Private school students are back in class

Many families opting for full-time, in-person instruction at private schools in Hinsdale

As some public school students wait to start classes and others are participating in remote learning, many students at private schools are back in class every day.

Zion Lutheran Preschool started the school year yesterday with a special welcome for kids - and special directions on how to enter and exit the building.

"We are operating at a reduced enrollment, so just the reduction in class size allows for more social distancing in the classroom," director Elizabeth Reilley said.

Zion typically offers half- and full-day options, but the latter was not possible this fall.

"Under these COVID restrictions, we weren't able to offer a full day program," Reilley said. "We had really built a reputation for ourselves in the community as offering a full-day program. It was heartbreaking to have to (cancel) that."

As is the case with other private schools and public schools, Zion students are wearing masks and practicing social distancing. New drop off and pick up procedures, daily health screenings and one-way traffic patterns are designed to keep students and staff safe.

Reilley said the young preschoolers are having fun wearing their masks, which feature dinosaurs and Batman and other fun characters.

"The kids are teaching us. They are modeling for our behavior for wearing the mask," she said.

At St. Isaac Jogues School, educators welcomed back students - who came in the building through six different entrances - on Monday.

"I have to say it was truly amazing," Principal Carol Burlinski said. "It was so many months and months of planning that when the children actually arrived, it was very emotional for all of us."

The 423 elementary school students are split among 25 classrooms of 16 or 17 students. Some spaces in the building, such as the gym, art room and STEM lab, were converted to make that possible. In fifth through eighth grade, where classes are content based, the teacher will move from classroom to classroom and the students will stay put.

Despite the different circumstances, students were happy to return, Burlinski said.

"I think for the kids, too, they really appreciated being back at school," she said. "We felt like we had a really great day."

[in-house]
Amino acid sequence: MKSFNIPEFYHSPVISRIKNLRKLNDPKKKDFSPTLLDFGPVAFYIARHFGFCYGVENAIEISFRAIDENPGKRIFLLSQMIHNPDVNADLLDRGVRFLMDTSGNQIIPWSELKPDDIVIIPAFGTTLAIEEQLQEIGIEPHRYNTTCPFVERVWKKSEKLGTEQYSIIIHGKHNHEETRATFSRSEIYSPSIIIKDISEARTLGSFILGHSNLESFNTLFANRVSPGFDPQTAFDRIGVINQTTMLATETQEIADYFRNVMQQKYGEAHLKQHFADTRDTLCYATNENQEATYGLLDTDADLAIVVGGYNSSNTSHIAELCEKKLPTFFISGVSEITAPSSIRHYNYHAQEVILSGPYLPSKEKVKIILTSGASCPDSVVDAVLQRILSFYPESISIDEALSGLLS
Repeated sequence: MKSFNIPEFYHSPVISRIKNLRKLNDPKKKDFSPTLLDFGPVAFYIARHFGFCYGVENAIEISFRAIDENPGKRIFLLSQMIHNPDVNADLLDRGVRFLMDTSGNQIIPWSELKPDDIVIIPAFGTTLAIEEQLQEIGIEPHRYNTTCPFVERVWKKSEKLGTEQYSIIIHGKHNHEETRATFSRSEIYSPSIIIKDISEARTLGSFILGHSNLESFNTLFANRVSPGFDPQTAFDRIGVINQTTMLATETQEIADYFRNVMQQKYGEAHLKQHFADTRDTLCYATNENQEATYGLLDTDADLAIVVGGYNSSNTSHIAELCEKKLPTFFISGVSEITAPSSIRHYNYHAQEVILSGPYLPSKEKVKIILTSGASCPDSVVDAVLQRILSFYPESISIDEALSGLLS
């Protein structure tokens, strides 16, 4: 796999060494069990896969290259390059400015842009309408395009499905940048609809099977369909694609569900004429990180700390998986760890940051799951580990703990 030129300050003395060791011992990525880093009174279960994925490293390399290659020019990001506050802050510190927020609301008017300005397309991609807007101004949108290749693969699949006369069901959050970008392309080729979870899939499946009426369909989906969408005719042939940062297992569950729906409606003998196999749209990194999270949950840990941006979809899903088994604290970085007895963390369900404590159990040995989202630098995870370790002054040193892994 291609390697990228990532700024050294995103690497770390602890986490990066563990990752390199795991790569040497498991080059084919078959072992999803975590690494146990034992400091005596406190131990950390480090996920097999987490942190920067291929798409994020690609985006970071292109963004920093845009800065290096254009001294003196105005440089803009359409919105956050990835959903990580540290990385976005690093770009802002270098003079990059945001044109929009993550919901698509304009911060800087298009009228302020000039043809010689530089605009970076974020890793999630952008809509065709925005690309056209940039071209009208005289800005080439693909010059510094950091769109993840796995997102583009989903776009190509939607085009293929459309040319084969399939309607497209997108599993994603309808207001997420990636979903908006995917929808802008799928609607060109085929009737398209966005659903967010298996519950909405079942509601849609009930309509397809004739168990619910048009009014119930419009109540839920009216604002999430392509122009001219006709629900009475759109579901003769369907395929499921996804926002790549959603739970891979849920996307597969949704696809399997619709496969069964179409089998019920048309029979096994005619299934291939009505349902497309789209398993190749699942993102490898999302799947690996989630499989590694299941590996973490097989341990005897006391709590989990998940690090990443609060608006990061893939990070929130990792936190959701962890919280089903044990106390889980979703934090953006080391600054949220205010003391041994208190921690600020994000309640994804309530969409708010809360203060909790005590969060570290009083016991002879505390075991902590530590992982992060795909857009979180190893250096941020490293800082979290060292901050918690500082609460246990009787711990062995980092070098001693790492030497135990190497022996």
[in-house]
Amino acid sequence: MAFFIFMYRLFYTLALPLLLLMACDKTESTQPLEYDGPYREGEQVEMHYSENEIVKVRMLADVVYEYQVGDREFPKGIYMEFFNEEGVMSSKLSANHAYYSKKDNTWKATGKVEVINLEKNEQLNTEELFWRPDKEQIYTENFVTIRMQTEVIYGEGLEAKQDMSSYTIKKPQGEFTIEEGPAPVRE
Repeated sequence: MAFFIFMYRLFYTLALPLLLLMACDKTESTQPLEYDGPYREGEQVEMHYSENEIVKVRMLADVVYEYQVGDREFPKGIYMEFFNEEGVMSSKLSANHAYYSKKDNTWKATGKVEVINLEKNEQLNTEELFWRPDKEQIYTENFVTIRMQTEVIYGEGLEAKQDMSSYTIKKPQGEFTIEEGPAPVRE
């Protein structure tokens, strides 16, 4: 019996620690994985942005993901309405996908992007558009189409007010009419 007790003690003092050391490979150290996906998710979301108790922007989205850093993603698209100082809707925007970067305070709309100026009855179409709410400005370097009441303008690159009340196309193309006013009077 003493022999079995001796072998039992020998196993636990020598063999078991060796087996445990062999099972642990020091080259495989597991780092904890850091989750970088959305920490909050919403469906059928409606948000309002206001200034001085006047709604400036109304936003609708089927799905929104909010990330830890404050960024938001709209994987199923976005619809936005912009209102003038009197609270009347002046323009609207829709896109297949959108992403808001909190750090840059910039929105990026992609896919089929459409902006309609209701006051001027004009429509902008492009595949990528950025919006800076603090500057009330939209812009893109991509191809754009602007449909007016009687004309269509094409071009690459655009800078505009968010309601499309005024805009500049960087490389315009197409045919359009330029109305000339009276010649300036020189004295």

Students who choose the remote option will be able to see their classroom via livestream on Google Meet, and large TV screens in each classroom will allow students in school to see their classmates at home.

Burlinski confirmed there was a higher demand for spots at the Catholic school this year and said she currently has about 27 students on a waiting list.

Hinsdale Adventist Academy also saw an increase in applications this year, said Kym Parker, administrative office manager and registrar. Classes started Aug. 19 and she said things have gone "surprisingly well."

"I had my doubts at first, but we haven't had any issues," she said of the 145 pre-K to 12th graders who attend the academy.

The school is offering a five-day in-person option, a fully online option and a blended option. About 120 kids are in the building on any given day, she said.

While the weather holds, the school is taking advantage of outdoor space to give students a break from wearing their masks. Circles painted on the grass, six feet apart, give students their own space for a camp chair or beach towel instead of a desk.

"We're trying to get the kids outside as often as possible," Parker said, noting the teachers bring out their iPads so they can continue to livestream to students participating remotely.

The school received many applications from public school families whose parents wanted an in-person education for their children.

"Even yesterday, I had another three kids apply," Parker said. "They started school this morning."

The school is quieter this year, with students remaining in their classrooms and teachers moving through the hallways, but Parker is glad to have folks back in the building.

"I was here all summer by myself, so I love having the kids back," she said.

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Pamela Lannom is editor of The Hinsdalean